Q: I personally remember it best from the episode after “Alex” loses “Ellen” when he plays it on the jukebox and starts crying. Family Ties was being watched by about 1/3 of all the households in America at that time. This helped catapult the song to #1 in January of 1987. How quickly did you realize that your song was going to be a mega hit? How did the song end up being reissued on the Rhino label?

BillyThe night that show aired, I’d been on a date to see the Everly Brothers. The girl and I were lying in my bed and the phone kept ringing. I kept hearing on the machine people saying they’d heard the song on the show. As I said, I’d had songs on TV shows before, but never this kind of reaction, so I figured something unusual was happening.

The next day, NBC told Rhino they’d never had as many calls on a song in the history of the network and they were giving out the information: name of the song, the singer and the label.

Rhino, not being in the business of current records, knew nothing about promotion or payola, so I’d go into their office each day and call radio stations to talk on the air. The thing took off by itself, unheard of in the modern record business.

Here is a particular montage scene where "At This Moment" was used in an episode of Family Ties...

“At This Moment” reached #79 the first time it was released in 1981, but would re-enter the charts in late 1986 hitting #1 in late January of 1987 and remaining on the charts for 15 weeks. It was a true grass-roots effort as a result of the incredible exposure it received on one of the most watched television shows of the time. Family Ties also should be thankful for the song because they could not have asked for a better background song for those tender moments. The song is wonderfully heartbreaking and touching at the same time. One of the best lines ever written is “If you’d stay, I’d subtract 20 years from my life.” Here is a video performance of “At This Moment” by Billy Vera & the Beaters

Q: How did the success of “At This Moment” change the game for Billy Vera & the Beaters? Other than the obvious financial benefits, did you enjoy the sudden attention? Did you ever ask, “Hey, we have been here doing our thing all along, what took you so long to notice?”

BillyWe began doing all the TV shows that featured music, including nine times on Johnny Carson. We’d just appeared, by pure coincidence, in an ABC TV movie of the week, Tonight’s The Night, in which we’d done six songs, including “At This Moment,” so that network told the director to re-edit to feature us more. The movie helped too. We’d also been working on the movie Blind Date, so we had a number of things going on simultaneously.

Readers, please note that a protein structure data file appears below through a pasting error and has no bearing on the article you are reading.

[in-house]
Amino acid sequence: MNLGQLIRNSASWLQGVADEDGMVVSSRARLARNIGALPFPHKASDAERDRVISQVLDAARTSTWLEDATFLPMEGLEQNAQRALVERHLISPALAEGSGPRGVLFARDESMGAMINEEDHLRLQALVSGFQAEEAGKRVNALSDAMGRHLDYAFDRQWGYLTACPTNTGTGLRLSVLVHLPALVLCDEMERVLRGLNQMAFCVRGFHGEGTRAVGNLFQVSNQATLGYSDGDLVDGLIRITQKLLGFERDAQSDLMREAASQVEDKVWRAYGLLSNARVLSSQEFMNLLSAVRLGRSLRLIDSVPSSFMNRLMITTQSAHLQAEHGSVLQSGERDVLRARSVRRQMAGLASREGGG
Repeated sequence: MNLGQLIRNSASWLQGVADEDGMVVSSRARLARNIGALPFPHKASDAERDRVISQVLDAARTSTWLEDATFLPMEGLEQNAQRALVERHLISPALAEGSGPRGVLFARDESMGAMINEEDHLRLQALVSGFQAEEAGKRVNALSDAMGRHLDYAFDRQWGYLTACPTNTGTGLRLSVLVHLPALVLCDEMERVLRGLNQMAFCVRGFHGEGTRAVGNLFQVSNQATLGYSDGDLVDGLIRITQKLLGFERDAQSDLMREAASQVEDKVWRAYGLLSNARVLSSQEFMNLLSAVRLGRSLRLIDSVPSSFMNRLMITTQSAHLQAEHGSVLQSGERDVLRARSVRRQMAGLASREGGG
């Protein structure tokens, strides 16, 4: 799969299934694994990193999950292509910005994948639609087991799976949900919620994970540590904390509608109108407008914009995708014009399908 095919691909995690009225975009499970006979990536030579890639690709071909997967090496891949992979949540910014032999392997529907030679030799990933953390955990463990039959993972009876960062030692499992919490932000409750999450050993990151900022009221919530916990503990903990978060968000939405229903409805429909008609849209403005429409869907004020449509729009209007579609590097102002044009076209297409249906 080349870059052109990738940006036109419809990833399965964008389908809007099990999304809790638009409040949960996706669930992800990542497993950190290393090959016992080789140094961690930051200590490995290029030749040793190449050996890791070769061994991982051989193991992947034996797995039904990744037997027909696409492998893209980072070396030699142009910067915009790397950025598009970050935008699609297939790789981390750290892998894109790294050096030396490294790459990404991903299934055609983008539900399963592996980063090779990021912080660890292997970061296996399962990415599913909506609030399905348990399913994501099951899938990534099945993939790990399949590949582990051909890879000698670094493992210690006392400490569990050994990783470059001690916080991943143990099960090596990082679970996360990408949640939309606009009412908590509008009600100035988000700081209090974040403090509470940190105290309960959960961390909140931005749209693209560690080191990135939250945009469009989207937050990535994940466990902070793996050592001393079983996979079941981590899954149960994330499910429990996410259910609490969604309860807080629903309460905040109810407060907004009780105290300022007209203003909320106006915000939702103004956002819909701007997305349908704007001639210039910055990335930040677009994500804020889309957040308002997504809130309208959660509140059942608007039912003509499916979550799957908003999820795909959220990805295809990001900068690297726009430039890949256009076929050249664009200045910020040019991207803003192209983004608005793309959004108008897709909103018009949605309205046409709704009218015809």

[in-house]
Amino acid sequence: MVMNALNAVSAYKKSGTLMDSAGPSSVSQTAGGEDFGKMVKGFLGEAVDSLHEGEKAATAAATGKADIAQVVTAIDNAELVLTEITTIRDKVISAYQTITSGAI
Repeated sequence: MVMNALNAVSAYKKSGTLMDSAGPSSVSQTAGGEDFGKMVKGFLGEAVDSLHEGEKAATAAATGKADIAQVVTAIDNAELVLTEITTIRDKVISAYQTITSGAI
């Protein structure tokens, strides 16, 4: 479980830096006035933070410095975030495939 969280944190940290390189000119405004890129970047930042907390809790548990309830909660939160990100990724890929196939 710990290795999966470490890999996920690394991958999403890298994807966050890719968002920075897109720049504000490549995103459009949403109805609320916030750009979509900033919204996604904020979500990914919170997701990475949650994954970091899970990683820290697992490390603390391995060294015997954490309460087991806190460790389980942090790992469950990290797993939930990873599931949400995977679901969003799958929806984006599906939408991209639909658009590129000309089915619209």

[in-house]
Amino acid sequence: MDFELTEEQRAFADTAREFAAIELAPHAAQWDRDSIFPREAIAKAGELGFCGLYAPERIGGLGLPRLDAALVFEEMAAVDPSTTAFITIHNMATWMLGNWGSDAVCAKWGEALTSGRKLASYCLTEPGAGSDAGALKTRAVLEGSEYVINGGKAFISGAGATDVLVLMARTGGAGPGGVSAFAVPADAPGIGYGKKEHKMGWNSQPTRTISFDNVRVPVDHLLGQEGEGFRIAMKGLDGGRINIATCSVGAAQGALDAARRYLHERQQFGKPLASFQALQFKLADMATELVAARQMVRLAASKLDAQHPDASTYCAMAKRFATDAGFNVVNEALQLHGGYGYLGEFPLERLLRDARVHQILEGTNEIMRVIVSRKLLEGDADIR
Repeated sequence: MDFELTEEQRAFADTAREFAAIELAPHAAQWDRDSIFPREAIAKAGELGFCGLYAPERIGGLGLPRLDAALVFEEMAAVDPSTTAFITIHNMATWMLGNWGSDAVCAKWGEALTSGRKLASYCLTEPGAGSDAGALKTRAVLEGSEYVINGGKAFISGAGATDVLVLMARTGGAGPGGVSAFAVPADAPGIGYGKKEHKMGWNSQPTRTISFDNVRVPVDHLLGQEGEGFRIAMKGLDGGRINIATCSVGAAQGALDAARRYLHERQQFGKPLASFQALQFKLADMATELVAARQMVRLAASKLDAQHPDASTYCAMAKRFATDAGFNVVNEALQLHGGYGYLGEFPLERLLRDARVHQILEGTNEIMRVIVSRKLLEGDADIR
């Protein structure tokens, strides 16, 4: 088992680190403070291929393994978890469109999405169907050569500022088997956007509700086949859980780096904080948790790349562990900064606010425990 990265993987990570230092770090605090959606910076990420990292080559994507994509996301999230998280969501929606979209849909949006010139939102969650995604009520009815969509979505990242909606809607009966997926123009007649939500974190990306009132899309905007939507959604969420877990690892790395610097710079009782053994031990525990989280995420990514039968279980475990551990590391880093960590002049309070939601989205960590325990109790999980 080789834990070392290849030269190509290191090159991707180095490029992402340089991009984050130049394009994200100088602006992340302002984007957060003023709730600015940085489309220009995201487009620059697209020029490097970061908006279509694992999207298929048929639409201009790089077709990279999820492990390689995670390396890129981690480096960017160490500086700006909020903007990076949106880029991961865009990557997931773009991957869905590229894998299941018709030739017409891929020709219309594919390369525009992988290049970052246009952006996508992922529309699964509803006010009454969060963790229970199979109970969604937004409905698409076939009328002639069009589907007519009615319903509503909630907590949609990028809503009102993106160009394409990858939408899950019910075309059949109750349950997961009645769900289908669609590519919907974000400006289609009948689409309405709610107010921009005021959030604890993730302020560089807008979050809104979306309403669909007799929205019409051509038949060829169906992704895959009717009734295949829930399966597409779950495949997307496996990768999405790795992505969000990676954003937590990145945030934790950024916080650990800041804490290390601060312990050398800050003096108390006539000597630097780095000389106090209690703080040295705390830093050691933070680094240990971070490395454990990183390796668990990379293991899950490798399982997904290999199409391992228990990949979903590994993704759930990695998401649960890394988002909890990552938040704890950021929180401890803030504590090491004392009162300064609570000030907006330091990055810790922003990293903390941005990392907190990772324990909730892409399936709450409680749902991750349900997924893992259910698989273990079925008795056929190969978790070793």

Q: This seems to demonstrate the importance of being in the right place at the right time and the power of pop culture. The music industry is so difficult; I imagine you just take the opportunities when you get them no matter how they come. Any thoughts in those regards?

BillyThis was a fairly unique occurrence. At that time, I’d learned to answer the door whenever opportunity knocked. Actually, my hopes at that time were on the songs from Blind Date [which would be released in 1987].

Q: When you have a mega hit song like that, do you (or did you) ever get sick of playing it? You can really feel the emotion in the original recordings; do you tap into something that allows you to replicate that emotion in each live performance?

BillyBack in the '60s, Jackie Wilson had told me, “If you ever get a hit, always do it. That’s the only reason people are there to see you.” I never get tired of singing it. When I hit those first few notes, and hear those gasps and screams, the feeling is so good.

As a trained actor, I know how to find the emotion needed to put the song across. It’s like doing a play on Broadway for a year or two.

Q: Were you a fan of Family Ties before your song was used on the show? If not, did you become a fan after? Did you ever meet any of the cast or creators?

BillyI’d seen the show a few times and liked it, but it wasn’t on my “must see” list every week. I’d met Michael J. Fox briefly when we’d played the wrap party for Back To The Future [in April of 1985]. Weithorn later called me to write a theme song to another show he was producing called Roomies, which lasted only a few episodes [and then again in 1999 to do the theme song for King of Queens].

Q: You can be honest with me, do you ever get sick of people like me who are fixated on the one song and Family Ties when you have accomplished so much more during your long and impressive career?